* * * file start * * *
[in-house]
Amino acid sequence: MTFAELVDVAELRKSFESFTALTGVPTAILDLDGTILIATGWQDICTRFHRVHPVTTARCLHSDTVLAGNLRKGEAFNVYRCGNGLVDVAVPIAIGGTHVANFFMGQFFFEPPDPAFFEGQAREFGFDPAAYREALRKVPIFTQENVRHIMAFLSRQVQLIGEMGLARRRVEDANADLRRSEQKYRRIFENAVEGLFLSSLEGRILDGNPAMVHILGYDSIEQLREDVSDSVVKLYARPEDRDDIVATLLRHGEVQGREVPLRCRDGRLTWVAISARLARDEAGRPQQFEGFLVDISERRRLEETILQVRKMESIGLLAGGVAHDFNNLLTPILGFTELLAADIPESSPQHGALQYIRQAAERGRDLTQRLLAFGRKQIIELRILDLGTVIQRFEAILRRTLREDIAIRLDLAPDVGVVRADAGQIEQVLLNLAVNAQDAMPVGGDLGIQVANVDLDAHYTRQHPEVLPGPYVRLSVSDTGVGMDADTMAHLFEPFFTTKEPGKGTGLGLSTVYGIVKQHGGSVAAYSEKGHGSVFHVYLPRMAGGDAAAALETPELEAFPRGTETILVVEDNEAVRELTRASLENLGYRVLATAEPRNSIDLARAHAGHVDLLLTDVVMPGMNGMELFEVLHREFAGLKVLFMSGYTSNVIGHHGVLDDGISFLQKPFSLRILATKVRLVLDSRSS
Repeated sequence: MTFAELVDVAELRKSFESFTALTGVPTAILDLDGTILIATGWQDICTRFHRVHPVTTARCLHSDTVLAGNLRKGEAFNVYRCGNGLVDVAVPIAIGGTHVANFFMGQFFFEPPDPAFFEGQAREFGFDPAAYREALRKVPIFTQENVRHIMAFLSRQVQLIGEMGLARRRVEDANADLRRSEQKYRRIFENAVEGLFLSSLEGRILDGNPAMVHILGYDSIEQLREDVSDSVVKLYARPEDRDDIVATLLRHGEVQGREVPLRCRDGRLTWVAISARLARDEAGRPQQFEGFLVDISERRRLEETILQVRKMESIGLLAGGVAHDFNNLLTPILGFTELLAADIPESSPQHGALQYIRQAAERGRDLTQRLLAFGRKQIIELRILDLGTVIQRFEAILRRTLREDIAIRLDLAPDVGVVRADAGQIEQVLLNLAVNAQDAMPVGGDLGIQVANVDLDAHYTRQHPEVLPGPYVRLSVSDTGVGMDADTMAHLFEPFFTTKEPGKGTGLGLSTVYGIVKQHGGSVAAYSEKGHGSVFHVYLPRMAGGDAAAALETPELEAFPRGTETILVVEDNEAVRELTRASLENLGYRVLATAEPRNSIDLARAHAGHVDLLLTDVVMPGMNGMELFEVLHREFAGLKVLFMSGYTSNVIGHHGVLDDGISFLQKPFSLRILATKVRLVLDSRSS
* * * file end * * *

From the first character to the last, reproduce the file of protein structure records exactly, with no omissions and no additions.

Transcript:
[in-house]
Amino acid sequence: MTFAELVDVAELRKSFESFTALTGVPTAILDLDGTILIATGWQDICTRFHRVHPVTTARCLHSDTVLAGNLRKGEAFNVYRCGNGLVDVAVPIAIGGTHVANFFMGQFFFEPPDPAFFEGQAREFGFDPAAYREALRKVPIFTQENVRHIMAFLSRQVQLIGEMGLARRRVEDANADLRRSEQKYRRIFENAVEGLFLSSLEGRILDGNPAMVHILGYDSIEQLREDVSDSVVKLYARPEDRDDIVATLLRHGEVQGREVPLRCRDGRLTWVAISARLARDEAGRPQQFEGFLVDISERRRLEETILQVRKMESIGLLAGGVAHDFNNLLTPILGFTELLAADIPESSPQHGALQYIRQAAERGRDLTQRLLAFGRKQIIELRILDLGTVIQRFEAILRRTLREDIAIRLDLAPDVGVVRADAGQIEQVLLNLAVNAQDAMPVGGDLGIQVANVDLDAHYTRQHPEVLPGPYVRLSVSDTGVGMDADTMAHLFEPFFTTKEPGKGTGLGLSTVYGIVKQHGGSVAAYSEKGHGSVFHVYLPRMAGGDAAAALETPELEAFPRGTETILVVEDNEAVRELTRASLENLGYRVLATAEPRNSIDLARAHAGHVDLLLTDVVMPGMNGMELFEVLHREFAGLKVLFMSGYTSNVIGHHGVLDDGISFLQKPFSLRILATKVRLVLDSRSS
Repeated sequence: MTFAELVDVAELRKSFESFTALTGVPTAILDLDGTILIATGWQDICTRFHRVHPVTTARCLHSDTVLAGNLRKGEAFNVYRCGNGLVDVAVPIAIGGTHVANFFMGQFFFEPPDPAFFEGQAREFGFDPAAYREALRKVPIFTQENVRHIMAFLSRQVQLIGEMGLARRRVEDANADLRRSEQKYRRIFENAVEGLFLSSLEGRILDGNPAMVHILGYDSIEQLREDVSDSVVKLYARPEDRDDIVATLLRHGEVQGREVPLRCRDGRLTWVAISARLARDEAGRPQQFEGFLVDISERRRLEETILQVRKMESIGLLAGGVAHDFNNLLTPILGFTELLAADIPESSPQHGALQYIRQAAERGRDLTQRLLAFGRKQIIELRILDLGTVIQRFEAILRRTLREDIAIRLDLAPDVGVVRADAGQIEQVLLNLAVNAQDAMPVGGDLGIQVANVDLDAHYTRQHPEVLPGPYVRLSVSDTGVGMDADTMAHLFEPFFTTKEPGKGTGLGLSTVYGIVKQHGGSVAAYSEKGHGSVFHVYLPRMAGGDAAAALETPELEAFPRGTETILVVEDNEAVRELTRASLENLGYRVLATAEPRNSIDLARAHAGHVDLLLTDVVMPGMNGMELFEVLHREFAGLKVLFMSGYTSNVIGHHGVLDDGISFLQKPFSLRILATKVRLVLDSRSS